The discovery of a single-gene mutation in an 18-year-old female patient who lacks a uterus and vagina suggests that, as with the male, much of female sexual development is directed by a single gene, reported Dr. Anna Biason-Lauber and colleagues.
The notion held by experts up until now was that male development was determined by sex-specific genes, while the female was the basic human gender.
The patient initially was seen for primary amenorrhea, said Dr. Biason-Lauber of University Children's Hospital, Zurich, Switzerland. On physical examination, she had a normal weight, mature breast and body-hair development, and a normal-sized clitoris. But her vaginal introitus was small and short, and she had acne that was being treated with antiandrogen therapy (N. Engl. J. Med. 351:792-98, 2004).
Endocrine studies showed that she had increased androgen production, and magnetic resonance imaging revealed that she was missing a vagina and uterus, and that her right kidney was aplastic. She had normal-sized but ectopic ovaries.
The phenotype was consistent with Mayer-Rokitansky-Kuster-Hauser syndrome, which occurs with an estimated frequency of 1 in 5,000 females and is the second most common cause of primary amenorrhea after gonadal dysgenesis.
Previous studies with mice had shown that inactivating a single gene, known as WNT4, prevents the development of mullerian ducts in embryos, results in ovaries depleted of oocytes, and affects kidney development. Moreover, in males, a single gene on the Y chromosome, known as SRY, is critical for testis development, and translocation of the SRY gene to the X chromosome explains testis development in 90% of XX males.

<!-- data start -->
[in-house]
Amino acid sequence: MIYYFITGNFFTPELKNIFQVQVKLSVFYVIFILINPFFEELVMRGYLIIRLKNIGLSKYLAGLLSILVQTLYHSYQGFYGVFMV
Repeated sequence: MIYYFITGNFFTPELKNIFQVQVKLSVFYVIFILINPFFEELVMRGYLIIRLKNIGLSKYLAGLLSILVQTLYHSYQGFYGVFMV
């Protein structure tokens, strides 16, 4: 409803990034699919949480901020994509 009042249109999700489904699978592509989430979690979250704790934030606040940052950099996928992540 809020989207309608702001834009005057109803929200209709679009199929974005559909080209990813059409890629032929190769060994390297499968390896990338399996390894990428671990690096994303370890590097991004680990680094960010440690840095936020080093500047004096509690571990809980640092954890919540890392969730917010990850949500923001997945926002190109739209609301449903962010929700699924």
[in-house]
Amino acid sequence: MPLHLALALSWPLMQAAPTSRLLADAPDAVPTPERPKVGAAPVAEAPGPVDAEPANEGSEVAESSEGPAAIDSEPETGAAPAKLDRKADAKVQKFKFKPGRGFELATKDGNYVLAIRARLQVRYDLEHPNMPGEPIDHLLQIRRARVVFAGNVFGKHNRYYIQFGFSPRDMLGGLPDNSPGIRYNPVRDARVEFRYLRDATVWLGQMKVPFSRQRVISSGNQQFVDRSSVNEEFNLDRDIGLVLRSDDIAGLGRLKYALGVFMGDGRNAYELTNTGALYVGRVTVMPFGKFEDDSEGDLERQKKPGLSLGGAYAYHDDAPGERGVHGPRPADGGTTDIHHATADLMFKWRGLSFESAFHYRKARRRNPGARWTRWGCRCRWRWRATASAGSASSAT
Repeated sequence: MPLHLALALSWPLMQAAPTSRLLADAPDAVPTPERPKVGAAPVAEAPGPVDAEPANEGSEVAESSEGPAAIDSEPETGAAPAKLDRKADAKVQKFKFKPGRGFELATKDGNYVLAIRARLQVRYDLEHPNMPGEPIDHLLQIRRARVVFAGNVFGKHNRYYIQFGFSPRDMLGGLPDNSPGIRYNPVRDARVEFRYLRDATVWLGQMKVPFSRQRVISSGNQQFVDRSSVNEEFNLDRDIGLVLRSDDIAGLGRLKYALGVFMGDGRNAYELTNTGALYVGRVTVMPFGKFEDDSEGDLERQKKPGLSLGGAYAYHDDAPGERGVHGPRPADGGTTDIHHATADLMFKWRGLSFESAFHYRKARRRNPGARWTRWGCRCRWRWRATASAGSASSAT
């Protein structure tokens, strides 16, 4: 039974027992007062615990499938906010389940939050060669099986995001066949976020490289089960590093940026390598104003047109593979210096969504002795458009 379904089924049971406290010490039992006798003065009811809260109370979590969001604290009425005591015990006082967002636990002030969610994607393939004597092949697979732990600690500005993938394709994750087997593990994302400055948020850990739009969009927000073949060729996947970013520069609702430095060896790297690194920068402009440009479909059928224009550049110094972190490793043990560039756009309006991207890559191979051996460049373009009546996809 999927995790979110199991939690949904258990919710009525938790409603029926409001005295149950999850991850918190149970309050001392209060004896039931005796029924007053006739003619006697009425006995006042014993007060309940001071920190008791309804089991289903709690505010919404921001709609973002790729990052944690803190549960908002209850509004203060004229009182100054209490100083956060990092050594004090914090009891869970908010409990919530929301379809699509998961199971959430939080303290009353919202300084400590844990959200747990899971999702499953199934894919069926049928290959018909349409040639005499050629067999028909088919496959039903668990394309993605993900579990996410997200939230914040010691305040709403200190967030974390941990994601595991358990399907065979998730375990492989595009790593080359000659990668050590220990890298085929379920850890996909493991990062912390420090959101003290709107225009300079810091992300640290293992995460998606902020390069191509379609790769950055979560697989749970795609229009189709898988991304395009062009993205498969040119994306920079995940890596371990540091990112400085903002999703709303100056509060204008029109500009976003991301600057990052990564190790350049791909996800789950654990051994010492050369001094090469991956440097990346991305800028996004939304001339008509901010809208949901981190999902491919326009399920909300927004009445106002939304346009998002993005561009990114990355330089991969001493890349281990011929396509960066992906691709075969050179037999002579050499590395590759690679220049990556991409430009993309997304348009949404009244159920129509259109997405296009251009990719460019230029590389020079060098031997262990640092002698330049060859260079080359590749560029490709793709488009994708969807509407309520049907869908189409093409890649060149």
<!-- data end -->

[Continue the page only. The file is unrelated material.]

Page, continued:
Genetic analysis of this 18-year-old patient showed that she had 46 chromosomes, with two X chromosomes, but had a single guanine-for-adenosine substitution in one exon of her WNT4 gene. Her mother did not have this mutation, suggesting it was either a spontaneous mutation or came from the father (who was not available for study).
In an editorial accompanying the article, Dr. Ieuan A. Hughes of the University of Cambridge (England) said that this finding counters the long-held notion that a fetus is basically female and becomes a woman by default, while the male gender is switched on by specific genes. Instead, the development of both sexes appears to be guided by very specific genes. The absence of WNT4 appears to result in some masculinization, he noted.
The case indicates that WNT4 is a major player in the development and maintenance of the female phenotype; however, other cases need to be identified, Dr. Biason-Lauber said.
BY TIMOTHY F. KIRN
COPYRIGHT 2004 International Medical News Group
COPYRIGHT 2004 Gale Group